Join the Edna E. Lockwood Restoration Team

Shipwright Apprentice Needed

Successful completion of an accredited boat building school is preferred, but applicants with related experience will be considered. Though not required, it is strongly suggested that applicants visit the Chesapeake Bay Maritime Museum campus. To apply for a shipwright apprenticeship, please mail or fax your completed application to:

Michael Gorman, CBMM Boatyard Manager
213 N. Talbot Street, St. Michaels, MD 21663
Phone: 410-745-4968 | Fax: 410-745-6088
Email: mgorman@cbmm.org


Click here to download Shipwright Apprentice Application

 

MICHAEL GORMAN

Boatyard Manager

Michael Gorman attended college at SUNY Cortland and majored in sculpture. After college, Gorman graduated from two trade schools, New England School of Architectural Woodworking and Landing School of Boatbuilding and Design, in addition to continuing education at Maine College of Art.

Gorman has over a decade of experience working in the wooden boatbuilding and restoration field, with eight of them in the nonprofit sector. His first job out of school was a formal Apprenticeship at the Chesapeake Bay Maritime Museum.

Gorman grew up in the small college town of Oswego, NY on the banks of Lake Ontario.He started sailing as a boy when his father would drag the family out on Sundays in a small day sailer. At the time, he did not like sailing or boats. They have since grown on him.

In his free time Gorman spends time with his two daughters, Hazel and Waylon. He occasionally gets to spend time with his wife as well, if they nap. When not napping, Gorman drags them outside to operate power tools and burn things in the fire ring for fun.


JOE CONNOR

Vessel Maintenance Manager

J. Maris Connor was born in Annapolis and has since traveled and lived in many coastal landscapes  before landing back on the Eastern Shore in 2012.  Joe holds a Bachelor of Science in Business from the University of TN, is a graduate of the Landing School of boatbuilding class of ‘06, and is a USCG 100-ton licensed Captain.  Before coming to the Museum he was employed with Scarano Boat Building of Albany NY as a builder and a captain.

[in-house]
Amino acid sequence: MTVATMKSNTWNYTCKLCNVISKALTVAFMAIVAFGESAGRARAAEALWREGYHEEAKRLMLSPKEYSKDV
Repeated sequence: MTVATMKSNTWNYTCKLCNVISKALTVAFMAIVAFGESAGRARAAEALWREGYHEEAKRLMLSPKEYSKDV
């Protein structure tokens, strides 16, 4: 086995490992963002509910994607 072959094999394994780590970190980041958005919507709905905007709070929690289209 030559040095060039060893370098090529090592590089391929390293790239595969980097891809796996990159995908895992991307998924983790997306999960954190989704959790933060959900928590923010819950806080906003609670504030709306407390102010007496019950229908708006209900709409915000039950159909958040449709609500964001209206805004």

Currently a shipwright at CBMM, Joe is also co-owner of Old World Trading, a sawmill and wood products business out of Pioneer Point, MD.   For the past decade he has been building boats and fine furniture honing his skills as a craftsman and acquiring an eclectic artistic style.  A wood nerd and adrenaline junkie, Joe tries to find himself on the water as much as in the shop.


JAMES DELAGUILA

Shipwright

James DelAguila of Bethlehem Township, NJ, is a former shipwright apprentice with CBMM. 

He is a graduate of the International Yacht Restoration School’s (IYRS) two-year boatbuilding and restoration program. Prior to attending IYRS, he received a bachelor’s degree in psychology from Rutgers University and a master’s degree in economics from The New School. His work experience includes six years as the health care market research study director at Ipsos Healthcare.

DelAguila was introduced to CBMM when he participated in the museum’s Apprentice for a Day public boatbuilding program and a CBMM journeyman shipwright encouraged him to attend IYRS. After his apprenticeship at CBMM, DelAguila worked in Easton for Abreu Boatworks—first helping to finish up the restoration of Mr. Jim (a former museum boat), then working on Minots Light II, an Aage Nielsen-designed yawl.


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MICHAEL ALLEN

RPM Foundation Shipwright Apprentice 

Michael Allen is experiencing his first connection with the Chesapeake Bay.

With a background in arts administration at the University of Maine in Farmington, and boatbuilding at The Carpenter's Boat Shop in Pemaquid, Me., Allen looks forward to the milling of the loblolly pines that will be used for Edna's hull.

Allen also brings three years’ experience as a boatbuilder and carpenter from the non-profit WaterFire Providence, in Providence, R.I.


SPENCER SHERWOOD

Seip Family Foundation Shipwright Apprentice 

Spencer Sherwood attended Appalachian State University in Boone, N.C. and Cape Fear Community College in Wilmington, N.C., where a professor first introduced and connected him with the Chesapeake Bay.

With experience on the Saving Sylvia II restoration project in Wilmington, N.C., he is looking forward to learning more about traditional boatbuilding techniques while at CBMM.